A physically-challenged man, Ajayi Adetola, lost over five years of his life in the Kirikiri Medium Prison over an offence he knew nothing about.
The 37-year-old was discharged and acquitted by a Lagos State High Court five years after he was arraigned on counts of robbery, stealing and conspiracy by operatives of the Special Anti-Robbery Squad, Ikeja.
Punch Metro learnt that SARS operatives had arrested Adetola’s former acquaintance, Rashidi Sikiru, for allegedly stealing a vehicle.
The suspect was said to have been tortured by the policemen, who asked him to name other members of his gang.
Sikiru was said to have fingered Adetola. Punch correspondent gathered that the duo were arraigned in court after which they were remanded in the Kirikiri Medium Prison.
After Adetola’s counsel stopped coming to court after collecting N300,000 from his family, the judge was said to have assigned the case to a lawyer from the Lagos State Office of the Public Defender.
The lawyer was said to have interviewed Sikiru, who confessed to have mentioned Adetola in the heat of police torture.
During the trial, he was reported to have testified that the Abeokuta, Ogun State indigene, was innocent.
When the Justice Kudirat Jose court delivered judgment in the matter, she was said to have convicted Sikiru of stealing and sentenced him to four years’ imprisonment.
Adetola was, however, discharged and acquitted on all the three counts.
While recounting what led to his arrest and imprisonment, the father of three said his life had been damaged by the incident.
He said his first child had stopped going to school due to financial constraints.
He said, “I am a commercial driver. I hired a bus and delivered returns to the owner every week. Rashidi (Sikiru) was my friend; I met him in 2010. He always begged me to release the vehicle to him to work. I did that to assist him, mostly on Sundays, when I went to church.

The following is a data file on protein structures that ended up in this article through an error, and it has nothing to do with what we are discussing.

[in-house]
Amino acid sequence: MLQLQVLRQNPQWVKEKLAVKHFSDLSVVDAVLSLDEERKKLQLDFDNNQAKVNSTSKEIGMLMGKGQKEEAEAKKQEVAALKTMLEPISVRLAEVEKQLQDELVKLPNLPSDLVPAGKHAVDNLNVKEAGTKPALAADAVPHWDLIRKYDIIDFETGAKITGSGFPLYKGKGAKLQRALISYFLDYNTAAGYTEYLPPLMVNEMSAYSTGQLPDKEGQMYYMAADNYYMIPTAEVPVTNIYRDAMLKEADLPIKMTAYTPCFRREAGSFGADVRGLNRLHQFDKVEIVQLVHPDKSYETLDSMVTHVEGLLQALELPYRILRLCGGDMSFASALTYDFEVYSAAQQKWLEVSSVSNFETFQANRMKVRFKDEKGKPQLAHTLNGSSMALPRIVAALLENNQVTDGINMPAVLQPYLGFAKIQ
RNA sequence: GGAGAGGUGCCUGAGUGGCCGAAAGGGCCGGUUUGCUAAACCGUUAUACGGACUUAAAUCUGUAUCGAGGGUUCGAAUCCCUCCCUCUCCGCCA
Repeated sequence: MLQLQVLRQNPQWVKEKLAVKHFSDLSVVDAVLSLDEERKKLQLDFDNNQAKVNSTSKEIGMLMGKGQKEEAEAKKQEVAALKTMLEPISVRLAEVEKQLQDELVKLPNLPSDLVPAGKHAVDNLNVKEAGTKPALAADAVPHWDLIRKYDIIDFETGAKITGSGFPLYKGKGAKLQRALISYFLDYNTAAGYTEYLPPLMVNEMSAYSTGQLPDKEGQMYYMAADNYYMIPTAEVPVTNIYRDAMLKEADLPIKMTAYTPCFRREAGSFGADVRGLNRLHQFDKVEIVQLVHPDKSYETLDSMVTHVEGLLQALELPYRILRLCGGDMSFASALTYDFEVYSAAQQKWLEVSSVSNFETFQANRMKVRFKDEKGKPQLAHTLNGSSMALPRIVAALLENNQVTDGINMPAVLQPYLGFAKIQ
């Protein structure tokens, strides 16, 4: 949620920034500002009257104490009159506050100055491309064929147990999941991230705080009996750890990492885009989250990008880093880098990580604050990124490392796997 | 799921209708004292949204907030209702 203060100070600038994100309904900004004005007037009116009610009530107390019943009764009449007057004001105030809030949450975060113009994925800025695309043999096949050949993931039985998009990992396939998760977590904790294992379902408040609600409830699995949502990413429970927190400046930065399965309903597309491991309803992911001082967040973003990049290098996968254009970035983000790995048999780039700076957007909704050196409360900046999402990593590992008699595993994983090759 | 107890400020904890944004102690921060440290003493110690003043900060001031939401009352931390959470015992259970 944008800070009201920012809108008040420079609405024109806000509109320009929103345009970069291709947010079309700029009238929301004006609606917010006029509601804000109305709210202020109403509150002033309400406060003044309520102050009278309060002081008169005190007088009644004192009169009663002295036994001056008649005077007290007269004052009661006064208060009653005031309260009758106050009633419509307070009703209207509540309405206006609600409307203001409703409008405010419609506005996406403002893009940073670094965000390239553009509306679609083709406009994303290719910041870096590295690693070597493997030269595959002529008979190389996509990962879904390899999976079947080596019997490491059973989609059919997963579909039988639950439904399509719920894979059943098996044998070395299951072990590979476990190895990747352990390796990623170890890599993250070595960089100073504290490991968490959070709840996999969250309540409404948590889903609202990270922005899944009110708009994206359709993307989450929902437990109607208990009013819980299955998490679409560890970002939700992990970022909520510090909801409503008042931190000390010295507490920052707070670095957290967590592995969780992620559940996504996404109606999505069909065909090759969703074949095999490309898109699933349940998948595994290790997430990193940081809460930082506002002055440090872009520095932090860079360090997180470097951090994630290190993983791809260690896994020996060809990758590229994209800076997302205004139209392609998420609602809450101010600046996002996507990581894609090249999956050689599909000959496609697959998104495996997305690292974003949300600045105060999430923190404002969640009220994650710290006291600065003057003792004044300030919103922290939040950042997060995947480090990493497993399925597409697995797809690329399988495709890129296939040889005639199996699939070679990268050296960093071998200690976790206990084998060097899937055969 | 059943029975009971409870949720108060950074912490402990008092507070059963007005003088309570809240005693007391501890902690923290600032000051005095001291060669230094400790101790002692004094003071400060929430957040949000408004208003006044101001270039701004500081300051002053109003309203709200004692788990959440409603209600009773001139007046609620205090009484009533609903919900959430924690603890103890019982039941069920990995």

“However, I got a call that the police at Ikorodu had arrested him for an offence. He called to inform me. I went and picked my bus. The bus was registered with the Disable Sports at the National Stadium, Surulere, so that made it easier for me to get the vehicle back.
“But since that time, I stopped releasing my vehicle to him. Later, I learnt he got another vehicle he used to work and he was arrested over a crime and transferred to SARS.
“Sometime in June 2012, some SARS operatives came to my house at midnight and asked if I knew him. I said he had driven my vehicle in the past. The policemen did not hear anything further. They arrested me and my brother-in-law, who was living with me then. They left my wife and children.”
He explained that when his family members got to SARS office at Ikeja, they were told that Sikiru was caught stealing a vehicle and he (Adetola) was an accomplice.
He said the police refused entreaties to release him, adding that they insisted he knew about the crime.
“My family secured the bail of my brother-in-law with N100,000. They begged for my bail as well and the police demanded N800,000.
“I was taken to court after spending two months in their custody, from where I was taken to prison. A lawyer we hired demanded N500,000 and my father sold his land to raise N300,000. I had spent over one year in prison that time and the matter had been transferred to the high court. But after collecting the N300,000, the lawyer’s attendance to court was not regular and at a point, he stopped coming,” he added.
Adetola said the judge in charge of the case, Jose, became concerned over his lack of legal representation and urged a counsel with the OPD to take up the matter.
The counsel, who took over the case in 2014, was said to have taken the statements of both men.
She told Punch Metro that in the course of the interviews, the first accused (Sikiru) told her he lied against the second defendant.
“He said he was tortured by the policemen to name members of his gang and he gave a random name. He said when he saw the way the matter was going, he told the police Adetola was innocent, but they did not listen to him. I asked him if he could say that before the judge and he said he was ready to testify, which he actually did. He (Adetola), however, could not be released because the matter had to be concluded and judgment delivered.
“The matter dragged for about six years because the prosecution’s witnesses were not forthcoming and there were some technicalities. After the delays, the court gave judgment on December 19, 2017.
“The second accused was discharged and acquitted on all the three counts, while the first accused was convicted of stealing and sentenced to four years’ imprisonment,” she added.
Punch correspondent learnt that Sikiru was later released, having spent over five years in prison as well.
The Director of the OPD, Mrs. Olubukola Salami, confirmed the case, saying the agency would continue to fight for indigents in the state.
She said, “The mandate of the Office of the Public Defender is to provide free legal aid. The office, through its committed and trained officers, has continued to provide quality legal representation to indigents in Lagos State.”